What is multiculturalism?
Multiculturalism is a notion applicable to a society represented by people from diverse ethnic groups and cultures. Nowadays, it is the reality that everyone is used to. However, the issue of multiculturalism is quite controversial as multiculturalism differs on each side of the Atlantic Ocean – the United States of America and Europe.
What is multiculturalism? Fist of all, multiculturalism can have a demographic dimension, meaning pluralism in a form of coexisting minorities groups, like in case with Switzerland where several linguistic communities coexist successfully, or because of migrating people with different cultural, ethnical, religious and educational background (Bloemraad, 2011, p.1). Secondly, multiculturalism is seen as a ‘political philosophy’ that recognizes, accommodates and supports cultural pluralism (Bloemraad, 2011, p.1). Bloemraad (2011, p.2) explains that ‘the philosophy of multiculturalism’ is an orientation that may be embraced by people, governmental agencies or social institutions. Finally, multiculturalism can be considered as public policy that implies recognizing pluralism de facto and promoting in every possible way, like in the example given by Bloemraad (2011, p.3) - allocation funds for the establishment of schools for minorities regarding their racial, ethnic, or religious background.
Multiculturalism Impact in the U.S.
Turning firstly to multiculturalism in the United States, it should be admitted that the USA is the country of immigrants and a country who provide everyone who comes there with freedom of being themselves without any persecution, and a country that could be truly called multicultural. Today, there’s no longer a ‘melting pot’ concept being promoted in the States, but rather an ‘American mosaic’ concept (Owen, 2005, p.1). The former implies that immigrant groups assimilate to the American society creating a homogeneous society and the latter implies that immigrants should not abandon their identity and should preserve their native languages and cultural traditions (Owen, 2005, p.1). Multiculturalism has been promoted formally by different institutions in the United States and tolerance for diversity has been advocated by the Government via, for example, adoption of a curricular at elementary and secondary schools with the view to grow understanding of diversity (Owen, 2005, p.1).
However, despite the fact that many Americans embrace multiculturalism and many people don’t think they have to assimilate fully and become an American 100%, there’s still ‘societal and political tension’ and a certain extent of intolerance towards multiculturalism. (Owen, 2005, p.1). It has been noticed was studied by Owen (2005, p.2), who referred to the survey as of 2005 stating that “64% of Americans believe U.S. schools should teach all students in English” and should not to switch to the bilingual education.
Obviously, multiculturalism causes numerous debates in the American Society. As Lauter (2009, p.1) suggests in his article, there are two main issues raised in the above-mentioned debates on multiculturalism in the U.S. First one is if “one’s identity a matter of descent―family, tribe, nationality, race―or a matter of consent?” (Lauter, 2009, p.1). The second one is about essence and influence of multiculturalism on American identity. Lauter (2009, p.1) indicates that multiculturalism has ‘a centripetal and dividing power’ that may divide the unity, which is expressed in the slogan meaning ‘out of many, one’ and printed on American dollars. If so, multiculturalism promotes the values of difference and here arise the issue of identity and most provoking questions that Lauter (2009, p.1) refers to - ‘What becomes of national unity, of the meaning of being an American? What holds us together?’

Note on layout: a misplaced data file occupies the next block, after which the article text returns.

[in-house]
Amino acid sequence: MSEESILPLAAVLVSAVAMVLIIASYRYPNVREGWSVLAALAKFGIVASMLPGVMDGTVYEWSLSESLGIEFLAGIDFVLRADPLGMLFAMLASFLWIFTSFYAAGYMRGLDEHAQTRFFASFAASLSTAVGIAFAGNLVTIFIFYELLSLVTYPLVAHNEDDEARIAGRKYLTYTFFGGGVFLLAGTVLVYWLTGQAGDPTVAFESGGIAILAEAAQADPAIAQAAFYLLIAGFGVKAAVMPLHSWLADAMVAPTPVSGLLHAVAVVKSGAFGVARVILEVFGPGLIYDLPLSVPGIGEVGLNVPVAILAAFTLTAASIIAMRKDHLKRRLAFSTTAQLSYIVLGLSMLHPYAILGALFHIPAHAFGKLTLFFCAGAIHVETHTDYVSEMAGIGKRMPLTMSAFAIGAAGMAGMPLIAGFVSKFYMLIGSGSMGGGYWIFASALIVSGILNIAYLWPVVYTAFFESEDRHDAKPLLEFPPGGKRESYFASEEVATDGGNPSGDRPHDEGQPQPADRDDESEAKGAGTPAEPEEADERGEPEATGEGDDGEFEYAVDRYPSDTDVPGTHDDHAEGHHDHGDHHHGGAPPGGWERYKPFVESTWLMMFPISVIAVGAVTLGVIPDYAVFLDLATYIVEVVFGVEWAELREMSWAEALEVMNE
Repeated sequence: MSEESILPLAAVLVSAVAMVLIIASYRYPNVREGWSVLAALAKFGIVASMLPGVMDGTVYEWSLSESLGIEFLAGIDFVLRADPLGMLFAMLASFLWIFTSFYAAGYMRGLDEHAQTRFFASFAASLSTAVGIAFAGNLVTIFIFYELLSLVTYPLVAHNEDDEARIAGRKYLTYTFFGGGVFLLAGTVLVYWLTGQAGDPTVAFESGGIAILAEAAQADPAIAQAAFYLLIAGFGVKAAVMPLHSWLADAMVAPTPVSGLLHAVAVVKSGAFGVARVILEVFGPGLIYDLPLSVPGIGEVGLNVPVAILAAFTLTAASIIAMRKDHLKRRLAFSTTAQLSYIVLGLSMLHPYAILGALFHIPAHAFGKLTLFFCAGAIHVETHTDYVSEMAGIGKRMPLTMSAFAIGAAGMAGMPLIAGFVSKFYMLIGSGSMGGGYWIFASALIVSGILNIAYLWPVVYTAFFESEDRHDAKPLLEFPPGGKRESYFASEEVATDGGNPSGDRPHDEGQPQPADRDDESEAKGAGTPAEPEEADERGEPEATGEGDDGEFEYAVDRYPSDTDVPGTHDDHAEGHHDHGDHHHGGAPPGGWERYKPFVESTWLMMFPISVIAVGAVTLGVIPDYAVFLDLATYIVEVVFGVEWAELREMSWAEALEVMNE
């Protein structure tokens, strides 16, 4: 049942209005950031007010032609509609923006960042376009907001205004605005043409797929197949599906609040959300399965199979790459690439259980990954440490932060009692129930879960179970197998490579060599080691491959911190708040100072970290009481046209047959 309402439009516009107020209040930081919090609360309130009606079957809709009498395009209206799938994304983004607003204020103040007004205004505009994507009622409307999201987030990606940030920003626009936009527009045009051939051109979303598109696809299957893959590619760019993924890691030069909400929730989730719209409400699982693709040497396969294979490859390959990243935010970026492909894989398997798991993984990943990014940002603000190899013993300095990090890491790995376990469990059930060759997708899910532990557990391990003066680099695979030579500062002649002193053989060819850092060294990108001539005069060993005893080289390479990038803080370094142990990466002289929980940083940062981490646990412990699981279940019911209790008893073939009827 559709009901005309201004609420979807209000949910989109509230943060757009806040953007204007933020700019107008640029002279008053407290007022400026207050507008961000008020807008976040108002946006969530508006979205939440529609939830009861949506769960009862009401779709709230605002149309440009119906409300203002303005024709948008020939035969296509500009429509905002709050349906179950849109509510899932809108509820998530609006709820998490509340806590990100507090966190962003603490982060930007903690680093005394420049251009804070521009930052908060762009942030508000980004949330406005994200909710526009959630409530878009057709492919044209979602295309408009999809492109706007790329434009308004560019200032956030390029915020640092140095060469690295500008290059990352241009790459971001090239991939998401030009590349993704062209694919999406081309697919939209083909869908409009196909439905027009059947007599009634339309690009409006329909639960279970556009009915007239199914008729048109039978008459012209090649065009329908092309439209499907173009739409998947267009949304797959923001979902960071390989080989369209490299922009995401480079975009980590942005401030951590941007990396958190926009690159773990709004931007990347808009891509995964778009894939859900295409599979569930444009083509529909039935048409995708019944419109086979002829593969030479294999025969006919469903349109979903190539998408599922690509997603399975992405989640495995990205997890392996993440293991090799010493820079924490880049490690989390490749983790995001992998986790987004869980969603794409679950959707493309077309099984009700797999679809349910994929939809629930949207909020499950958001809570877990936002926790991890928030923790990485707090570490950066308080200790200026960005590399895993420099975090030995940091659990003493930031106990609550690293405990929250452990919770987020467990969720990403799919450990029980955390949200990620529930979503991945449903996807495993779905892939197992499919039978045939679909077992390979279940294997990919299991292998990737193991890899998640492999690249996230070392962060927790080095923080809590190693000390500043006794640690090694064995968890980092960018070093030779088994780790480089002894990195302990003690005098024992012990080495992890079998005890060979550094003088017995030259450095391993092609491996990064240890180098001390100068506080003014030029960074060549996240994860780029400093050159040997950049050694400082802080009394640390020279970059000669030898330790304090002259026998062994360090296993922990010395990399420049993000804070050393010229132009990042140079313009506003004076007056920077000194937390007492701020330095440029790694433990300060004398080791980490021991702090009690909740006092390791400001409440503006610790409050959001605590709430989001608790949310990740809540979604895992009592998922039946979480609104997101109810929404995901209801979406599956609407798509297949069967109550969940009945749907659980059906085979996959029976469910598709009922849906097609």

Speaking about identity, Lauter (2009, p.1) also highlight the issue of the impact of terrorism attacks, like that one of September 11 and some others, on American identity.
The issue of identity, including the influence of terrorist attacks in the context of multiculturalism, was already touched upon by Owen. In her article Owen (2005, p. 2), referred to American Exceptionalism, explaining that Americans tend to consider their country to be examples for other countries. Exceptionalism sentiments were enhanced after terrorist attack of September 11 and 90% people claimed ‘to be first and foremost Americans’ (Owen, 2005, p.2).
It goes without saying that multiculturalism is a consequence of immigration which is rapidly growing and influences the diversity of population in the U.S. Owen (2005, p. 4) considers diversity population profile to be the context for further discussions about multiculturalism. Based on some research data, Owen (2005, p. 4) claims that minority groups of the past and present are likely to turn into the majorities in the nearest future. Another trend that was noticed in the American society is that the population of the United States consists of a quite a big number of young people. Turning to some statistical data, according to U.S. Census figures, in 1950, Americans born in other countries comprise 6.9 % or 10,347,395 of a total population of 150,216,110, people. By 2000, the proportion of foreign‐born Americans was 11.1% or 31,107,889 people of 281,421,906 (Lauter, 2009, p.3).
Taking into consideration the above-mentioned facts, it's clear that the United States is a country with a constantly growing population and multicultural society where migrants can leave enjoying all freedoms and adopting American culture and at the same time bringing to this culture a new part of 'American culture' – a piece of their own culture. However, it is not included into U.S. legislation but is formally promoted by the Government. However, there's a certain tension in the society, as multiculturalism alongside with immigration affects the understanding of American identity to the greatest extent.